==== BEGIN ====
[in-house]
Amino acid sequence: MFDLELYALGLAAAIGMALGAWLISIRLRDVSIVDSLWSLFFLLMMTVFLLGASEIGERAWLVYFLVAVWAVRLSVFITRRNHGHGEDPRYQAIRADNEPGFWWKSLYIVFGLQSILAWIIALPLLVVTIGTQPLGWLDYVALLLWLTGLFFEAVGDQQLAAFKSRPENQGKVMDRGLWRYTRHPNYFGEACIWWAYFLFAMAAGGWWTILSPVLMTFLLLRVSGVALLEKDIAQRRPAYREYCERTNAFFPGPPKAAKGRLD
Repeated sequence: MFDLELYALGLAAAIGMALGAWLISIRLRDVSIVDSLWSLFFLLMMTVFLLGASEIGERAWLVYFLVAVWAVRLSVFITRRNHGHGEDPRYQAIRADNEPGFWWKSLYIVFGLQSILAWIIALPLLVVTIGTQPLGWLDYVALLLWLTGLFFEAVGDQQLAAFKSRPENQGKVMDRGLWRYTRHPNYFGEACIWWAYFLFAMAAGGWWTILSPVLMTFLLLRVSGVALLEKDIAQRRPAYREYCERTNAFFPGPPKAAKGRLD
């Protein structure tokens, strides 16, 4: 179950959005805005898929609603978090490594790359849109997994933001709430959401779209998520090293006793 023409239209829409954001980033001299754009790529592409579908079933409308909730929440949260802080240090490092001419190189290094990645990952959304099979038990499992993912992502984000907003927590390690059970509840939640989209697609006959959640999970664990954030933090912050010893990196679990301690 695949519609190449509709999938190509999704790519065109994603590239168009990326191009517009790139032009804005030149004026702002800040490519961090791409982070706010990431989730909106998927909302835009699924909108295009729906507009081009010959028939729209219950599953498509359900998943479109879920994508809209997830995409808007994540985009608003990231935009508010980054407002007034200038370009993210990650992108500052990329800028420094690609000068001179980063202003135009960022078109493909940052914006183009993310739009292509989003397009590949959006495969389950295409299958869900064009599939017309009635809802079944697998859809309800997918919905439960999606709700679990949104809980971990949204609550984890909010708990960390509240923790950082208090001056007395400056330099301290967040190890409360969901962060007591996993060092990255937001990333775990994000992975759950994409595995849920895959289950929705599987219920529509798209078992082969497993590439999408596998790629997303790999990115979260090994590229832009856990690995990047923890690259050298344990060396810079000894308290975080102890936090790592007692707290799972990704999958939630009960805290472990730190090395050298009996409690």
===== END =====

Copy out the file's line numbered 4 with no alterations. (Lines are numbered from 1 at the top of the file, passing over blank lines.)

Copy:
């Protein structure tokens, strides 16, 4: 179950959005805005898929609603978090490594790359849109997994933001709430959401779209998520090293006793 023409239209829409954001980033001299754009790529592409579908079933409308909730929440949260802080240090490092001419190189290094990645990952959304099979038990499992993912992502984000907003927590390690059970509840939640989209697609006959959640999970664990954030933090912050010893990196679990301690 695949519609190449509709999938190509999704790519065109994603590239168009990326191009517009790139032009804005030149004026702002800040490519961090791409982070706010990431989730909106998927909302835009699924909108295009729906507009081009010959028939729209219950599953498509359900998943479109879920994508809209997830995409808007994540985009608003990231935009508010980054407002007034200038370009993210990650992108500052990329800028420094690609000068001179980063202003135009960022078109493909940052914006183009993310739009292509989003397009590949959006495969389950295409299958869900064009599939017309009635809802079944697998859809309800997918919905439960999606709700679990949104809980971990949204609550984890909010708990960390509240923790950082208090001056007395400056330099301290967040190890409360969901962060007591996993060092990255937001990333775990994000992975759950994409595995849920895959289950929705599987219920529509798209078992082969497993590439999408596998790629997303790999990115979260090994590229832009856990690995990047923890690259050298344990060396810079000894308290975080102890936090790592007692707290799972990704999958939630009960805290472990730190090395050298009996409690």